Great Victoria Desert

Great Victoria Desert

The Great Victoria Desert is a barren, arid, and sparsely populated desert ecoregion in southern Australia. It falls inside the states of South Australia and Western Australia and consists of many small sandhills, grasslands and salt lakes. It is over 700 kilometres (435 miles) wide (from west to east) and covers an area of . The Western Australia Mallee shrub ecoregion lies to the west, the Little Sandy Desert to the northwest, the Gibson Desert and the Central Ranges xeric shrublands to the north, the Tirari and Sturt's Stony deserts to the east, and the Nullarbor Plain to the south separates it from the Southern Ocean.

Due to the aridity and dryness of the desert, almost no farming activity is carried out there, and it is a protected area of Western Australia.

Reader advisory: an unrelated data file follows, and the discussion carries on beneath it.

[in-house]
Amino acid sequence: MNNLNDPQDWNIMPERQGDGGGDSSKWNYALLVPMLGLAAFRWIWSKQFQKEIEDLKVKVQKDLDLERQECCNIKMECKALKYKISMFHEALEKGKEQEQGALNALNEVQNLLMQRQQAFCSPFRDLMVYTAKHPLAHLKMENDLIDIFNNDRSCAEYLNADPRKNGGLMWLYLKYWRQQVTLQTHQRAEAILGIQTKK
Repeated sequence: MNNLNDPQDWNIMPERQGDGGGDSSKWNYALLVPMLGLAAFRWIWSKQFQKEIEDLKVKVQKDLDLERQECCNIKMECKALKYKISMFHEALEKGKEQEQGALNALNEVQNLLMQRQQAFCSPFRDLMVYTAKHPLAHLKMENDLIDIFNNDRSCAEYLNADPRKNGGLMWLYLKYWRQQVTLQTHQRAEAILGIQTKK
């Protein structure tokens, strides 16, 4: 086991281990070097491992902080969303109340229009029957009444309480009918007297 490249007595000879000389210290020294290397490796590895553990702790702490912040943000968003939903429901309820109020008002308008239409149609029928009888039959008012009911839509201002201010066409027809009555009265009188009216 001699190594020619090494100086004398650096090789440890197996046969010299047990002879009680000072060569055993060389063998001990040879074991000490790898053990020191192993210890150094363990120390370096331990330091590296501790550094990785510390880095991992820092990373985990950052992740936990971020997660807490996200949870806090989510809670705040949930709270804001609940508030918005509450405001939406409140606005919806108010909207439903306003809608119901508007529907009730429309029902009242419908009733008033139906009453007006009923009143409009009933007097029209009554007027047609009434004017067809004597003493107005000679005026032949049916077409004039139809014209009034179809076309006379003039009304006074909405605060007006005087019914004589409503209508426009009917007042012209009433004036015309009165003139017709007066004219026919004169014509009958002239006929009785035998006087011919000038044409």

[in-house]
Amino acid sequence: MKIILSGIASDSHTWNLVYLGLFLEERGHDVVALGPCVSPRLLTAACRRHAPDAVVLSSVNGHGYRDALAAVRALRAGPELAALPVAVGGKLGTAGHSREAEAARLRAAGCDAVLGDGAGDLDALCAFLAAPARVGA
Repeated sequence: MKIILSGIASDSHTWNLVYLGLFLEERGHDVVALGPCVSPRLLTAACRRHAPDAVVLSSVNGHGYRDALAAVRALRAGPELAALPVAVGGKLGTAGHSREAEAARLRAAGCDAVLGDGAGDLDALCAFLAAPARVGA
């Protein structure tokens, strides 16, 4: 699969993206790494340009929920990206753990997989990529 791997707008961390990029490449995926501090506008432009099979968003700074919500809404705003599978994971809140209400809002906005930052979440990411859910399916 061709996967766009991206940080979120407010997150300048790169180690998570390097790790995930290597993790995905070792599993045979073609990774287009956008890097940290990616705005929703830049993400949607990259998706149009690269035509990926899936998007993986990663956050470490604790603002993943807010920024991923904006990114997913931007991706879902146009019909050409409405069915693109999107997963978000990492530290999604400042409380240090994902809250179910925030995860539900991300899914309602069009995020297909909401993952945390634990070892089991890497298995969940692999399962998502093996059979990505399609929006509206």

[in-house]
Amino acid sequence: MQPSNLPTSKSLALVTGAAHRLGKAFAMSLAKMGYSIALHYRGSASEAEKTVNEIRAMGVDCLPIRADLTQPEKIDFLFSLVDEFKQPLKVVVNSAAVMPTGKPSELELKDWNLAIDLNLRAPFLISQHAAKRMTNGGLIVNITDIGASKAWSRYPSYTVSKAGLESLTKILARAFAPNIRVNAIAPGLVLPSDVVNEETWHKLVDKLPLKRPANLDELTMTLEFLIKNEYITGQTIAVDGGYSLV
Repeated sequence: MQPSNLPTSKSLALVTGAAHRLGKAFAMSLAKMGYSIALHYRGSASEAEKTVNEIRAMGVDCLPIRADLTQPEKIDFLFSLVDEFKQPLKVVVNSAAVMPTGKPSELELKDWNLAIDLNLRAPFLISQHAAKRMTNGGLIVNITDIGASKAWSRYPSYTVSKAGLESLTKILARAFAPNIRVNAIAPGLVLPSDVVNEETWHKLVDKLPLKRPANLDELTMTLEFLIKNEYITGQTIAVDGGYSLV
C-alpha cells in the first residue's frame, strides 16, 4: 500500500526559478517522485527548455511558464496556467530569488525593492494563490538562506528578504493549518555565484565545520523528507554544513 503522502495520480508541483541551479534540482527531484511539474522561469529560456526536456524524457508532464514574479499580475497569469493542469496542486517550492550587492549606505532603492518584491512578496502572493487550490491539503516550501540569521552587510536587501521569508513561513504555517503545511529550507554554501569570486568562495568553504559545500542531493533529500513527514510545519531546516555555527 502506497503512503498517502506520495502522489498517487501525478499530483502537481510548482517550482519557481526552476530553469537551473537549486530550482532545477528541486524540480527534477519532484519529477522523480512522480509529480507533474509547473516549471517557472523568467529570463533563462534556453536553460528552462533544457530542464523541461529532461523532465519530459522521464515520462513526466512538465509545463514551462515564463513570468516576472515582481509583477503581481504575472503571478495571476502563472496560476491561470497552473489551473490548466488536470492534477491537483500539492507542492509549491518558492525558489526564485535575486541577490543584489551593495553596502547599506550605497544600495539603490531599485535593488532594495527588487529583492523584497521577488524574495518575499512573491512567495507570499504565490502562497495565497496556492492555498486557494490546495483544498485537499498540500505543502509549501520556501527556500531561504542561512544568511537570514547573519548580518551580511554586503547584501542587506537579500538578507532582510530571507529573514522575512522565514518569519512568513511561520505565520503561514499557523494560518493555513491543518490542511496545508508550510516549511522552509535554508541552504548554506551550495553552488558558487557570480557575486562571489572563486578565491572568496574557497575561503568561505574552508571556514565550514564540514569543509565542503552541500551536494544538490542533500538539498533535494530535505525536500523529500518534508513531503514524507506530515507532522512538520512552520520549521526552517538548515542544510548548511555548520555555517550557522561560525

Within South Australia, is Mamungari Conservation Park, one of the twelve World Biosphere Reserves in Australia and contains pristine arid zone wilderness and possesses cultural significance.

The average annual rainfall is low, ranging from 200 to 250 mm (8 to 10 in) per year. Thunderstorms are relatively common in the Great Victoria Desert, with an average of 15 - 20 thunderstorms per annum. Summer daytime temperatures range from 32 to 40 °C (90 to 104 °F). In winter, this falls to 18 to 23 °C (64 to 75 °F). Snow never falls in the Great Victoria Desert.

It is inhabited by many different groups of Indigenous Australians, including the Kogara and the Mirning.

In 1875, British explorer Ernest Giles became the first European to cross the desert. He named the desert after the then-reigning British monarch, Queen Victoria.

It is an Interim Biogeographic Regionalisation for Australia (IBRA) region.


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